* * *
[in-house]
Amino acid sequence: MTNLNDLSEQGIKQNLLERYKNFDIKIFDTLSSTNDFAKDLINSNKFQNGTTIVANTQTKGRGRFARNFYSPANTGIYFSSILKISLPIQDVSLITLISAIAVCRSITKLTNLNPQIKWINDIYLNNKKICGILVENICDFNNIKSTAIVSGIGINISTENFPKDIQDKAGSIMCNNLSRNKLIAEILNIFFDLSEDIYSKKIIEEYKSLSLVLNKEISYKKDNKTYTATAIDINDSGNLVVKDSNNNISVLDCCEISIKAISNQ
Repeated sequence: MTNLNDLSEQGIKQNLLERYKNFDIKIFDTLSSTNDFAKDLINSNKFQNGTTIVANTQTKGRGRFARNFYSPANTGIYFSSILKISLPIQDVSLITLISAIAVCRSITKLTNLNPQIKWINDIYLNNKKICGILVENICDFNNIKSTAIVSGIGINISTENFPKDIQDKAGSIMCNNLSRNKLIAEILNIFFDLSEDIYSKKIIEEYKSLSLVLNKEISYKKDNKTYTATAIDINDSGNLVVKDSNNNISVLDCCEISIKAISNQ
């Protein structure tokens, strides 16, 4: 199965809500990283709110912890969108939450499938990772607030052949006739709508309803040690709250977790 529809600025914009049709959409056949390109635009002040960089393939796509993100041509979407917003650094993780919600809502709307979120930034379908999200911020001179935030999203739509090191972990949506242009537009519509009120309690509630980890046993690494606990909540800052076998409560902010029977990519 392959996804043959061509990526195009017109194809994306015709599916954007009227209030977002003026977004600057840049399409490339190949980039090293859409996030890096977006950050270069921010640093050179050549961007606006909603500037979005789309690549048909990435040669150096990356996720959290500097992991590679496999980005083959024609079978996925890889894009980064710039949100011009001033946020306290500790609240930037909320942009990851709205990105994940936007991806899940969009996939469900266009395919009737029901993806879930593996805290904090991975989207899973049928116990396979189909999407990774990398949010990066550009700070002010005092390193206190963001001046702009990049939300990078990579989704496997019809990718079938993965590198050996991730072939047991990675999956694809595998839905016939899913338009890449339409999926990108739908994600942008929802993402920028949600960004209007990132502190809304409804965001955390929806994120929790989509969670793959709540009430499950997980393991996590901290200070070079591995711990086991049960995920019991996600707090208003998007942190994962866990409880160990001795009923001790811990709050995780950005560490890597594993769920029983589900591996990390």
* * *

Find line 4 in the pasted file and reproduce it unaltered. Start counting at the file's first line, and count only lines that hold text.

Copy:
């Protein structure tokens, strides 16, 4: 199965809500990283709110912890969108939450499938990772607030052949006739709508309803040690709250977790 529809600025914009049709959409056949390109635009002040960089393939796509993100041509979407917003650094993780919600809502709307979120930034379908999200911020001179935030999203739509090191972990949506242009537009519509009120309690509630980890046993690494606990909540800052076998409560902010029977990519 392959996804043959061509990526195009017109194809994306015709599916954007009227209030977002003026977004600057840049399409490339190949980039090293859409996030890096977006950050270069921010640093050179050549961007606006909603500037979005789309690549048909990435040669150096990356996720959290500097992991590679496999980005083959024609079978996925890889894009980064710039949100011009001033946020306290500790609240930037909320942009990851709205990105994940936007991806899940969009996939469900266009395919009737029901993806879930593996805290904090991975989207899973049928116990396979189909999407990774990398949010990066550009700070002010005092390193206190963001001046702009990049939300990078990579989704496997019809990718079938993965590198050996991730072939047991990675999956694809595998839905016939899913338009890449339409999926990108739908994600942008929802993402920028949600960004209007990132502190809304409804965001955390929806994120929790989509969670793959709540009430499950997980393991996590901290200070070079591995711990086991049960995920019991996600707090208003998007942190994962866990409880160990001795009923001790811990709050995780950005560490890597594993769920029983589900591996990390």